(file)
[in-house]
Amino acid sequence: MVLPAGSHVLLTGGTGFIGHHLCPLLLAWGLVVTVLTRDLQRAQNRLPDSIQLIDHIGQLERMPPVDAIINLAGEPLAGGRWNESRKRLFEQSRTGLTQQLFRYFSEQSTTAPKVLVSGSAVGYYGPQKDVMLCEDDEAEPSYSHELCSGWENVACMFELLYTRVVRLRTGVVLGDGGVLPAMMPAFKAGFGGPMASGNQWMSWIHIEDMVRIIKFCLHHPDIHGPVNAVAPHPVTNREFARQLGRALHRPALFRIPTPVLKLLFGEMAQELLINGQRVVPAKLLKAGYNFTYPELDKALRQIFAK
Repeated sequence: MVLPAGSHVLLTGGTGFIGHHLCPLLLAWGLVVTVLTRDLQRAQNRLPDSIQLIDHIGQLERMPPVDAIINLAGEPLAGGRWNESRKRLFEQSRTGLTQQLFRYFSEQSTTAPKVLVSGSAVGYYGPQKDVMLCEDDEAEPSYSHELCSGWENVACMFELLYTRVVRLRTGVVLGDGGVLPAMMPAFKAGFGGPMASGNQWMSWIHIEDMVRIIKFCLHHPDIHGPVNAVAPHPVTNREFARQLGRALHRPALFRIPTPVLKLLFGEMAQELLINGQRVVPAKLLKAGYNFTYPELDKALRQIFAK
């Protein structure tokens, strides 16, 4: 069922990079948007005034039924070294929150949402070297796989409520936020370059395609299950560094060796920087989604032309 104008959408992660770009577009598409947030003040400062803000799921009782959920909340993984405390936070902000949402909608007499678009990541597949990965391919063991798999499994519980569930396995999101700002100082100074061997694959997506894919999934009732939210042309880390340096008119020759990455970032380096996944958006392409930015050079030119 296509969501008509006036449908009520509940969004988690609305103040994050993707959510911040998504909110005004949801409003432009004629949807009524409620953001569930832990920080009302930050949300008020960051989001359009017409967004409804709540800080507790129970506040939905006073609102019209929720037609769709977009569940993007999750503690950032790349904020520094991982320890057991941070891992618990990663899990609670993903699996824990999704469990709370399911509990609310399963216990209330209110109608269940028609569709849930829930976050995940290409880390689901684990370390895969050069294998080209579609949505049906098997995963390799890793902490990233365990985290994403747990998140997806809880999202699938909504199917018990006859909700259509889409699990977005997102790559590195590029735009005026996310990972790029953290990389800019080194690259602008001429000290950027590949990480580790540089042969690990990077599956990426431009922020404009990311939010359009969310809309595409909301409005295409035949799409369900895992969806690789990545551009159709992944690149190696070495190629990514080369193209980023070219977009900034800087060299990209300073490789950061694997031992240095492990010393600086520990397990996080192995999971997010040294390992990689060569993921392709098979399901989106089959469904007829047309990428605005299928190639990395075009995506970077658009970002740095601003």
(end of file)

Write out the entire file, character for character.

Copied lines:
[in-house]
Amino acid sequence: MVLPAGSHVLLTGGTGFIGHHLCPLLLAWGLVVTVLTRDLQRAQNRLPDSIQLIDHIGQLERMPPVDAIINLAGEPLAGGRWNESRKRLFEQSRTGLTQQLFRYFSEQSTTAPKVLVSGSAVGYYGPQKDVMLCEDDEAEPSYSHELCSGWENVACMFELLYTRVVRLRTGVVLGDGGVLPAMMPAFKAGFGGPMASGNQWMSWIHIEDMVRIIKFCLHHPDIHGPVNAVAPHPVTNREFARQLGRALHRPALFRIPTPVLKLLFGEMAQELLINGQRVVPAKLLKAGYNFTYPELDKALRQIFAK
Repeated sequence: MVLPAGSHVLLTGGTGFIGHHLCPLLLAWGLVVTVLTRDLQRAQNRLPDSIQLIDHIGQLERMPPVDAIINLAGEPLAGGRWNESRKRLFEQSRTGLTQQLFRYFSEQSTTAPKVLVSGSAVGYYGPQKDVMLCEDDEAEPSYSHELCSGWENVACMFELLYTRVVRLRTGVVLGDGGVLPAMMPAFKAGFGGPMASGNQWMSWIHIEDMVRIIKFCLHHPDIHGPVNAVAPHPVTNREFARQLGRALHRPALFRIPTPVLKLLFGEMAQELLINGQRVVPAKLLKAGYNFTYPELDKALRQIFAK
């Protein structure tokens, strides 16, 4: 069922990079948007005034039924070294929150949402070297796989409520936020370059395609299950560094060796920087989604032309 104008959408992660770009577009598409947030003040400062803000799921009782959920909340993984405390936070902000949402909608007499678009990541597949990965391919063991798999499994519980569930396995999101700002100082100074061997694959997506894919999934009732939210042309880390340096008119020759990455970032380096996944958006392409930015050079030119 296509969501008509006036449908009520509940969004988690609305103040994050993707959510911040998504909110005004949801409003432009004629949807009524409620953001569930832990920080009302930050949300008020960051989001359009017409967004409804709540800080507790129970506040939905006073609102019209929720037609769709977009569940993007999750503690950032790349904020520094991982320890057991941070891992618990990663899990609670993903699996824990999704469990709370399911509990609310399963216990209330209110109608269940028609569709849930829930976050995940290409880390689901684990370390895969050069294998080209579609949505049906098997995963390799890793902490990233365990985290994403747990998140997806809880999202699938909504199917018990006859909700259509889409699990977005997102790559590195590029735009005026996310990972790029953290990389800019080194690259602008001429000290950027590949990480580790540089042969690990990077599956990426431009922020404009990311939010359009969310809309595409909301409005295409035949799409369900895992969806690789990545551009159709992944690149190696070495190629990514080369193209980023070219977009900034800087060299990209300073490789950061694997031992240095492990010393600086520990397990996080192995999971997010040294390992990689060569993921392709098979399901989106089959469904007829047309990428605005299928190639990395075009995506970077658009970002740095601003």